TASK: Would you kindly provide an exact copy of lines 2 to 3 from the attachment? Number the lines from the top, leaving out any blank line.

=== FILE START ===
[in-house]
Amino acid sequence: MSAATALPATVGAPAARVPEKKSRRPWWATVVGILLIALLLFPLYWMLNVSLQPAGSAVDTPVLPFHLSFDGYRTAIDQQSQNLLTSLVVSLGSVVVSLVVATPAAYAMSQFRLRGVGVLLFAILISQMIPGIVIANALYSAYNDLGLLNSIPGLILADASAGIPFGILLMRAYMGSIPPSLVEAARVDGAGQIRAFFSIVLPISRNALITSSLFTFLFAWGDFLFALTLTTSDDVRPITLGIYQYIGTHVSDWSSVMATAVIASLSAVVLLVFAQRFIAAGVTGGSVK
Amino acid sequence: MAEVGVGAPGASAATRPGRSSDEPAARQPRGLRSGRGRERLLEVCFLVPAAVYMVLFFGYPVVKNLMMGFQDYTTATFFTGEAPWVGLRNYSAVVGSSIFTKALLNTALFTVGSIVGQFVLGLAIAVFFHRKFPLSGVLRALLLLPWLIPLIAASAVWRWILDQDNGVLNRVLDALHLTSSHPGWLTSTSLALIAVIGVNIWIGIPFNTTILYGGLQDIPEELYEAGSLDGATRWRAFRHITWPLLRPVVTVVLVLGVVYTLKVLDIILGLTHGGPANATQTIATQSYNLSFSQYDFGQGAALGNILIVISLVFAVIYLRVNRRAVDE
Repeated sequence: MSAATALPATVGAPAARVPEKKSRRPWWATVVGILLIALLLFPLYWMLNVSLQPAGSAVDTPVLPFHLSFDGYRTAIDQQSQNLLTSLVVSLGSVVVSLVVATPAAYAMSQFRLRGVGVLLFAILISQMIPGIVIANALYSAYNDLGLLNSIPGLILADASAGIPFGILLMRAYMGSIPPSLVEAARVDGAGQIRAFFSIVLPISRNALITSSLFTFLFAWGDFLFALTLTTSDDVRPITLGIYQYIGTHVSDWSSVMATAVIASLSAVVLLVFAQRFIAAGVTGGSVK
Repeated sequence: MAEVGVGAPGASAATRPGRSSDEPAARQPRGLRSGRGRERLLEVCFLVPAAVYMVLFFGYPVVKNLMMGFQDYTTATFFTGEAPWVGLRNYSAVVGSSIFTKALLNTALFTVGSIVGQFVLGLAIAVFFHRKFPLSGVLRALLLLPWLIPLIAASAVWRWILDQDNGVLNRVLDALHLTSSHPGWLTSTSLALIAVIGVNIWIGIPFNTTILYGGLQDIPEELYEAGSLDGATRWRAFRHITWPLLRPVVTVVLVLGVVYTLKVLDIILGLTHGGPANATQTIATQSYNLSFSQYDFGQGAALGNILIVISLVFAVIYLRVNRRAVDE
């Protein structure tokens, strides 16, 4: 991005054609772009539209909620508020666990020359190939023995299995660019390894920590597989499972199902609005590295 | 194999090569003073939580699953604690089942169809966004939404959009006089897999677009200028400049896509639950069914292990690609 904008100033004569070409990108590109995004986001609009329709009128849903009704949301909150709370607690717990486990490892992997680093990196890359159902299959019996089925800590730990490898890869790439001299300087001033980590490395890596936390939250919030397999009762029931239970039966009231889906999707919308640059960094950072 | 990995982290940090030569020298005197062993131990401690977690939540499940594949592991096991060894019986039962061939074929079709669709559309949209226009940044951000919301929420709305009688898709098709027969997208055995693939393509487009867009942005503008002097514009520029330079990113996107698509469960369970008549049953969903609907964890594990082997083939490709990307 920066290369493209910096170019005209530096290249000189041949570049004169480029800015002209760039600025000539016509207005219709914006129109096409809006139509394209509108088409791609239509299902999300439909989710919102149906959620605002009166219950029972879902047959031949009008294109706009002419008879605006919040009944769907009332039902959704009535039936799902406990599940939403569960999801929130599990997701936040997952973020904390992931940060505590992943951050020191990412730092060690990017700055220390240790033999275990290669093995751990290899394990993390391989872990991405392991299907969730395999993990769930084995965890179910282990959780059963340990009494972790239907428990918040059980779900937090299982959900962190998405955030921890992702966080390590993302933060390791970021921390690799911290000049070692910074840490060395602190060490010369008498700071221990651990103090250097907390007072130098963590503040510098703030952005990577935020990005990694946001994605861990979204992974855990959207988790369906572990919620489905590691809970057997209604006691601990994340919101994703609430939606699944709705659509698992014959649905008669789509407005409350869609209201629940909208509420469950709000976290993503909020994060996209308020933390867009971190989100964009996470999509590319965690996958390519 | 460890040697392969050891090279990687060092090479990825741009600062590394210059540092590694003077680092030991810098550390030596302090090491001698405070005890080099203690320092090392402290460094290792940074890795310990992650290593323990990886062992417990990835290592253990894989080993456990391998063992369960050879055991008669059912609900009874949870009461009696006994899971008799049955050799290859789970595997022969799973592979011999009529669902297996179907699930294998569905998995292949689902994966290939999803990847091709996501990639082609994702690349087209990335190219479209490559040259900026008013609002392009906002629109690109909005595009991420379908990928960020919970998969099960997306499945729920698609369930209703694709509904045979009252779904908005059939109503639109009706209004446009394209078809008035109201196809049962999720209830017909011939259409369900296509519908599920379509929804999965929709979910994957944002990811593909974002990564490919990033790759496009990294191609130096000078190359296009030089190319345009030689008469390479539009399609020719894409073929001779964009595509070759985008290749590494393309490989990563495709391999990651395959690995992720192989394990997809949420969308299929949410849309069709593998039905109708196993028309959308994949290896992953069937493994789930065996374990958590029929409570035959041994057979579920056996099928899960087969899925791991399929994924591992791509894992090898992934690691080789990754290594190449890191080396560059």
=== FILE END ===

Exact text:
Amino acid sequence: MSAATALPATVGAPAARVPEKKSRRPWWATVVGILLIALLLFPLYWMLNVSLQPAGSAVDTPVLPFHLSFDGYRTAIDQQSQNLLTSLVVSLGSVVVSLVVATPAAYAMSQFRLRGVGVLLFAILISQMIPGIVIANALYSAYNDLGLLNSIPGLILADASAGIPFGILLMRAYMGSIPPSLVEAARVDGAGQIRAFFSIVLPISRNALITSSLFTFLFAWGDFLFALTLTTSDDVRPITLGIYQYIGTHVSDWSSVMATAVIASLSAVVLLVFAQRFIAAGVTGGSVK
Amino acid sequence: MAEVGVGAPGASAATRPGRSSDEPAARQPRGLRSGRGRERLLEVCFLVPAAVYMVLFFGYPVVKNLMMGFQDYTTATFFTGEAPWVGLRNYSAVVGSSIFTKALLNTALFTVGSIVGQFVLGLAIAVFFHRKFPLSGVLRALLLLPWLIPLIAASAVWRWILDQDNGVLNRVLDALHLTSSHPGWLTSTSLALIAVIGVNIWIGIPFNTTILYGGLQDIPEELYEAGSLDGATRWRAFRHITWPLLRPVVTVVLVLGVVYTLKVLDIILGLTHGGPANATQTIATQSYNLSFSQYDFGQGAALGNILIVISLVFAVIYLRVNRRAVDE